Beach cart from the Czech Republic: MTX Beach Buggy premiered 30 years ago

In the early 1990s, a variety of ideas for making vehicles for a variety of uses emerged. Even to the beach buggy, even though there is no sandy sea shore.

One of the remarkable works, which was created thanks to the design couple Václav and Jiří Králové, is the MTX Beach Buggy recreational vehicle. This time, Father Václav left a large part of his competencies to his son.

“We made this toy from the ground up, for the joy of moving under the southern sun. And also for off-road driving, on the beaches and in the sand dunes. In short, mainly for difficult conditions, off public roads. We also had a lot of experience with it. After all, we have been involved in the production of off – road racing cars for twenty years, “Václav Král wrote about this project years later.

As was often the case in the 1990s, the project was accompanied by difficulties. The original customer eventually “backed off”. Fortunately, another company was found, the Prague company Verold. She counted on small series production.

The development work lasted only half a year and in May 1992 it was the first prototype in the world. In a few weeks, it had its public premiere at the first year of the Autotec exhibition in Brno. At that time he presented himself as Verold Baghira. The first name was logical – it defined the ordering company. Baghira was then the traditional name for Václav Král’s vehicles designed for driving off asphalt.

The choice of power unit was not complicated. The creators of the car reached for the Škoda Favorit unit. However, through the transmission, the torque was transmitted not to the front wheels, as in the product of the Mladá Boleslav carmaker, but to the rear.

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But the chassis was completely original. Transverse arms with McPherson struts and coil springs with centrally located shock absorbers were attached to the three-dimensional tubular frame, in which the protective arch was also integrated. This created an independent suspension for all four wheels.

The vehicle received special brakes on the rear wheels, which were originally planned for the considered (and never realized version) GT model Favorit. At the front were standard disc brakes.

The laminate body did not include a side door. The roof was also missing. It provided a simple retractable canvas roof, or a removable solid laminate.

It was also a kit

The version for series production was more practical than the prototype. Behind the first row of seats, it was possible to place either a storage space for luggage or a bench for the emergency transport of two other people. There were effective additional lights on the upper part of the body. The main change, however, was the replacement of the unit as well as the change in the drive concept. In the end, the engine spun only the front wheels.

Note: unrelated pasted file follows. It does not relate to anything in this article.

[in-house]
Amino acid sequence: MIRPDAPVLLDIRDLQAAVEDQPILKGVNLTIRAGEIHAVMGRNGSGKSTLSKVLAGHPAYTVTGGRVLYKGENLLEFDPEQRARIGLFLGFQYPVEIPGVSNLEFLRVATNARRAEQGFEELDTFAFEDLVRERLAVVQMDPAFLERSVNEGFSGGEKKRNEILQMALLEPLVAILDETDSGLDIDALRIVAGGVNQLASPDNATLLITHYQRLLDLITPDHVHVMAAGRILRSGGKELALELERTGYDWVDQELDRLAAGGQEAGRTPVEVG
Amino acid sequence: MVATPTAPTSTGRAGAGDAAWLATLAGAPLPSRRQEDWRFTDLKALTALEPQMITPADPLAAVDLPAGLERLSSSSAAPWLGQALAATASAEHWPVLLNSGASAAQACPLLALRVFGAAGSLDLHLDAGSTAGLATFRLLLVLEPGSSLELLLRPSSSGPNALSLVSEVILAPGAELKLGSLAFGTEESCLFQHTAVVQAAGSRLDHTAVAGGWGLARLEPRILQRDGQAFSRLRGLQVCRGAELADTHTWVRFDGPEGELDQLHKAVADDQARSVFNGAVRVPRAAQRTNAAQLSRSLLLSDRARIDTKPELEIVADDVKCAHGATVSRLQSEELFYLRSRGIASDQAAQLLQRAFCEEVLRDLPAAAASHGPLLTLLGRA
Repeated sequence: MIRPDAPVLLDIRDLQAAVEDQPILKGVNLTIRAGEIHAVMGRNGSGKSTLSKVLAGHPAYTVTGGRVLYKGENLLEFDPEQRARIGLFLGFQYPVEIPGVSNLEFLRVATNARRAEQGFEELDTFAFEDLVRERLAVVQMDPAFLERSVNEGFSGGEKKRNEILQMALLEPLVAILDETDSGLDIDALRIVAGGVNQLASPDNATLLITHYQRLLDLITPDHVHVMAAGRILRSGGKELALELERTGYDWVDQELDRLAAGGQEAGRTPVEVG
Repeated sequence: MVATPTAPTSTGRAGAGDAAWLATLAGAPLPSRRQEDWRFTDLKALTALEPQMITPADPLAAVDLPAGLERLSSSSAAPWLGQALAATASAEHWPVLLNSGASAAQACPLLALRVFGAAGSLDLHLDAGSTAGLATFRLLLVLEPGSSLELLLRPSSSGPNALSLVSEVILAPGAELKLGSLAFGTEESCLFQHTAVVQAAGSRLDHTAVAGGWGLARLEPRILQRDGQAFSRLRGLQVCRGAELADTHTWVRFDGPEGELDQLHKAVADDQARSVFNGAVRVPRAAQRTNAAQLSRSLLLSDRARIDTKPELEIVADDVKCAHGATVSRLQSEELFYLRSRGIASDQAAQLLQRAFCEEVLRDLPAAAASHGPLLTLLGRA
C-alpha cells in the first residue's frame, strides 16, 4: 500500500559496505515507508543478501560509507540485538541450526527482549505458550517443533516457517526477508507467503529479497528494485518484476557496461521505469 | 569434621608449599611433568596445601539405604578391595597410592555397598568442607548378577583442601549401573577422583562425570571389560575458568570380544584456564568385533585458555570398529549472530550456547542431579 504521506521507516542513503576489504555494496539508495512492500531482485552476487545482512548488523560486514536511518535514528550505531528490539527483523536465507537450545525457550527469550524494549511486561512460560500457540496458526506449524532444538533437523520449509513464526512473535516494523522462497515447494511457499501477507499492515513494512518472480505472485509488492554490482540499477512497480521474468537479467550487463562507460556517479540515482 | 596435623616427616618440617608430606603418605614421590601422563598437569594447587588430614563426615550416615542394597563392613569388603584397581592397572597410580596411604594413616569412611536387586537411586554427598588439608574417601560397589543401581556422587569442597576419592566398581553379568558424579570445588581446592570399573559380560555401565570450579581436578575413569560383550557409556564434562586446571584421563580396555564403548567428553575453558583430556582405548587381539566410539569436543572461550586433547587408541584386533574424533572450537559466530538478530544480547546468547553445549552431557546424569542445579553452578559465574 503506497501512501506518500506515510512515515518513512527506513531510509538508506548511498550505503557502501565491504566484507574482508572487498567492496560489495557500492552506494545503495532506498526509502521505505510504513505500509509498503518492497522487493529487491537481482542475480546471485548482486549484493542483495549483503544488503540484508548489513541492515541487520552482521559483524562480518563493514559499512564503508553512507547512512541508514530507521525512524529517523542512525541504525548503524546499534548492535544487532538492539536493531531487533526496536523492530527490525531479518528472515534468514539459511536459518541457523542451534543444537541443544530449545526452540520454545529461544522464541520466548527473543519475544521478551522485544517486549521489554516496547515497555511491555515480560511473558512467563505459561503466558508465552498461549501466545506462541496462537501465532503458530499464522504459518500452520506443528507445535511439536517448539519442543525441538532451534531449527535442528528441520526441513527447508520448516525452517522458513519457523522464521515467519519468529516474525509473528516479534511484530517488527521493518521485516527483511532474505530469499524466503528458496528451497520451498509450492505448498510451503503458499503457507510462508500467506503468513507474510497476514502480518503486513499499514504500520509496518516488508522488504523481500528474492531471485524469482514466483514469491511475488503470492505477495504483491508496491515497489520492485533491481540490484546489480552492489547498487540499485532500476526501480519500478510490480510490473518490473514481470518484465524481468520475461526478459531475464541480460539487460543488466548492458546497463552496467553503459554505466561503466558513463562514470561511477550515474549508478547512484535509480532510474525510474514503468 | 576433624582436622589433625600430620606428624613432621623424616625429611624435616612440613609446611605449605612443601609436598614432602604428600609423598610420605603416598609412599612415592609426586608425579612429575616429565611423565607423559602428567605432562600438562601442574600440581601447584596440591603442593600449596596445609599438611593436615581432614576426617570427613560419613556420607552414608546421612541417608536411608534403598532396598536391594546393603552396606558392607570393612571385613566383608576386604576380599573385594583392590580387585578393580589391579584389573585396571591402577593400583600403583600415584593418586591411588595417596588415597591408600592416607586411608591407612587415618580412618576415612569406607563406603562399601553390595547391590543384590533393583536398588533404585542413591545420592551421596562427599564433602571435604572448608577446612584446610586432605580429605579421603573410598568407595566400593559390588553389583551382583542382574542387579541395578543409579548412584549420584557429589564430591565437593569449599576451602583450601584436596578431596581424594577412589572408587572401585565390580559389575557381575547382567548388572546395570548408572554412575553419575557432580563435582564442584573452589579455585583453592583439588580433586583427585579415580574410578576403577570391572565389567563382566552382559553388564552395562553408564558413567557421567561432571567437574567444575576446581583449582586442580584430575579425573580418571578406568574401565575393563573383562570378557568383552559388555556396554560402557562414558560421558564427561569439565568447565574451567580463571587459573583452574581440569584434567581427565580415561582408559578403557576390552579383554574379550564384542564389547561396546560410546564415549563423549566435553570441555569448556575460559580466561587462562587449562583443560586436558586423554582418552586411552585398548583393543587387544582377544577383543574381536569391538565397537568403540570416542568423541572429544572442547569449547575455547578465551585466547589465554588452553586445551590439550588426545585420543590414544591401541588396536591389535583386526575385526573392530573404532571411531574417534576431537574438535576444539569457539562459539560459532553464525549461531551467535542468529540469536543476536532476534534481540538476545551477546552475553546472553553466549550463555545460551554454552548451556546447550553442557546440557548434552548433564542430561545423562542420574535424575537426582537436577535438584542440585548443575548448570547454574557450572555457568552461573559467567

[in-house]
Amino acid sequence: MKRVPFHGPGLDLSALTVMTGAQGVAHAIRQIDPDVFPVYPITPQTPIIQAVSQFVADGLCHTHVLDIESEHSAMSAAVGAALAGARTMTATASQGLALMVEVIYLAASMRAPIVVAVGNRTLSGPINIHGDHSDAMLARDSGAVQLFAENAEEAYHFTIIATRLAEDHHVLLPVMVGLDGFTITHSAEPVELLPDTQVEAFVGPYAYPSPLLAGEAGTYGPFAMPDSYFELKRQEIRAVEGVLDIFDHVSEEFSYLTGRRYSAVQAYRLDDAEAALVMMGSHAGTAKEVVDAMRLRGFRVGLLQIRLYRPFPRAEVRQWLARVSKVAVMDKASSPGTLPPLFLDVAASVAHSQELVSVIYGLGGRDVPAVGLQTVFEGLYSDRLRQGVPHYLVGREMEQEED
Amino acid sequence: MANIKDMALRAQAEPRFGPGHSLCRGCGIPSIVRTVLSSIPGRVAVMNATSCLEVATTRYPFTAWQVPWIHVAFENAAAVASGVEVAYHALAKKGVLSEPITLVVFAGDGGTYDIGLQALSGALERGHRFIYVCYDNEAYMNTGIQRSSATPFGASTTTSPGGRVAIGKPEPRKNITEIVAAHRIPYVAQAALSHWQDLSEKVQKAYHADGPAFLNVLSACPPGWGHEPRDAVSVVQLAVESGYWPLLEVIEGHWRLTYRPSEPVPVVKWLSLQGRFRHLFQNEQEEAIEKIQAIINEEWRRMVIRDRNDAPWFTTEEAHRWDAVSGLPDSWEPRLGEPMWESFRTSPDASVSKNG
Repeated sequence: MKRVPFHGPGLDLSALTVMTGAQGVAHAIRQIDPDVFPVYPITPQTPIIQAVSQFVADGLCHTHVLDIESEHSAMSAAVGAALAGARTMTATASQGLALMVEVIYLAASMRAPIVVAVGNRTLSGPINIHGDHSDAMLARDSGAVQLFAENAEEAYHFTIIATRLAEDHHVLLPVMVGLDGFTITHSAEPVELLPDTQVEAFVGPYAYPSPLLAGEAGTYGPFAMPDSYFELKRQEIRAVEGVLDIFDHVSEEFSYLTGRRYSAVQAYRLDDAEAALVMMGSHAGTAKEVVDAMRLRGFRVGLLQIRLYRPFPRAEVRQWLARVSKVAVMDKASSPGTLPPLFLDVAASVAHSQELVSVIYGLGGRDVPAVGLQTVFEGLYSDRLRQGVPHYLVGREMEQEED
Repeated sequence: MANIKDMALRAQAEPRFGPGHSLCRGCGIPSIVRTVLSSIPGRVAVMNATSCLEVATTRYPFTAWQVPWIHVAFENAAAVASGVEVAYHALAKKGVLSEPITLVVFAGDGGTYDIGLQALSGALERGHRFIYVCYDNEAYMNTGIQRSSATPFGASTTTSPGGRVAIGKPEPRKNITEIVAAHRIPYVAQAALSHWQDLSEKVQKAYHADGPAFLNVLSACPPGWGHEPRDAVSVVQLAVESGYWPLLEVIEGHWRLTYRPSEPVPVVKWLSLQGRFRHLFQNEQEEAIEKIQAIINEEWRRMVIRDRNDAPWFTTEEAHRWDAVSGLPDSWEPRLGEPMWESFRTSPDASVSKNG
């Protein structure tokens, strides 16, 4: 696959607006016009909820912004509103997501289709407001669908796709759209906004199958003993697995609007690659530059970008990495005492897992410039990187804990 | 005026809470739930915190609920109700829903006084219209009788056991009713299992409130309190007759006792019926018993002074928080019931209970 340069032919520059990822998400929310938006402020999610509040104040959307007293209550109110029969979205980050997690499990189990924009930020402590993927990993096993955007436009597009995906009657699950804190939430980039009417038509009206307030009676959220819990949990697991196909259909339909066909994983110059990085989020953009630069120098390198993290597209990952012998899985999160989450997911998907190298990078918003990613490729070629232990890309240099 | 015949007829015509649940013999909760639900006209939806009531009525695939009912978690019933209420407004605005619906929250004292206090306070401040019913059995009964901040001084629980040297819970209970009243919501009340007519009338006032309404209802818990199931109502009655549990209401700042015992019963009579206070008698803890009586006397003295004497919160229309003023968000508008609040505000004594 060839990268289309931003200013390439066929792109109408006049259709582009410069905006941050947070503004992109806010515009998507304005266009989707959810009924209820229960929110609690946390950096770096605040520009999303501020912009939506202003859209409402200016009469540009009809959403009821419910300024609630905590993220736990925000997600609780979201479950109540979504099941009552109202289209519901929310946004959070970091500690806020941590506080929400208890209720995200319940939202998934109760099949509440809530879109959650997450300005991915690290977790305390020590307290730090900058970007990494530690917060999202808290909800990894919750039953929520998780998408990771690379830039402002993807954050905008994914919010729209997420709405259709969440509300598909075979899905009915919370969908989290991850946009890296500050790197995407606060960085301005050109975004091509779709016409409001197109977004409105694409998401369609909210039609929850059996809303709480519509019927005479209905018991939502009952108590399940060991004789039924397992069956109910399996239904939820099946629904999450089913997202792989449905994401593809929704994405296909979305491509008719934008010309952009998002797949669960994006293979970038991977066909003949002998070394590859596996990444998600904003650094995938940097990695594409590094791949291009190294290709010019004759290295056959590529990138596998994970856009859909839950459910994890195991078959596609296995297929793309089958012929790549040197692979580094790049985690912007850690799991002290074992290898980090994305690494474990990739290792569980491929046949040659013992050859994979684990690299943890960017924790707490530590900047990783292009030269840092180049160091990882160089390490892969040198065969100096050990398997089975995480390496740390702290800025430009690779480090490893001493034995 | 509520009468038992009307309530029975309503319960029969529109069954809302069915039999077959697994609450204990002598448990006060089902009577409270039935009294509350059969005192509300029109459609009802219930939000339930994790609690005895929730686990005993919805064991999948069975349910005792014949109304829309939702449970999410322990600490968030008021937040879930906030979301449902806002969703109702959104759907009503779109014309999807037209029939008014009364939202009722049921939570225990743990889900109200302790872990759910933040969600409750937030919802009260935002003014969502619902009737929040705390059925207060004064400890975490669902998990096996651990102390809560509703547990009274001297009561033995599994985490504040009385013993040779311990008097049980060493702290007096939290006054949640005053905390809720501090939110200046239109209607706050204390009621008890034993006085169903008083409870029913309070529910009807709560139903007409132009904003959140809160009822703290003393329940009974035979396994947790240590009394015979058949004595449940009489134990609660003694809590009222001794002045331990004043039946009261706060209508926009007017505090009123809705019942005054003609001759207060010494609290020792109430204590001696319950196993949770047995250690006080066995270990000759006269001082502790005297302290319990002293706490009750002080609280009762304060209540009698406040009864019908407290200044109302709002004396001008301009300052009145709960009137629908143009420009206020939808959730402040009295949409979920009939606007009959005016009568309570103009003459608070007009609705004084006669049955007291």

A car on the racetrack of the Sosnová autodrome

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The Beach Buggy, as the name of the production version ultimately sounded, measured only 3,515 millimeters in length, 1,650 in width and 1,375 inches in height. The wheelbase was 2300 millimeters and the curb weight was 780 kilograms. The car rode on wheels with fourteen-inch aluminum alloy rims.

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Instead of an engine from Škoda, units for the Ford Fiesta were eventually fitted to the buggy. The customer could choose from a basic engine of 1.1 to 1.8 liters. The power ranged from 37 to 96 kW. The maximum speed could then be up to 190 kilometers per hour. The creators of the car could also try this maximum on the northern loop of the Nürburgrig circuit, where part of the test drives took place. Although the ground clearance reached a considerable 210 millimeters, the car was said to have sufficiently fun and certain driving characteristics also on asphalt roads.

These changes also took place because Verold also eventually withdrew from the project. Metalex therefore took over the production under its own direction. The last produced specimens were already powered by a Hyundai engine. The dashboard also came from this carmaker. They can also be recognized when viewed from the outside. In this case, the original square large headlights are replaced by four small headlights with a circle shape.

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Production took place from the mid-1990s until the beginning of this millennium. Customers paid approximately 400-500 thousand crowns for the finished car. The kit was cheaper, when the owners assembled the individual parts in their own garage.

The exact number of pieces is unknown. However, annual production ranged from a few specimens to lower tens of buggies.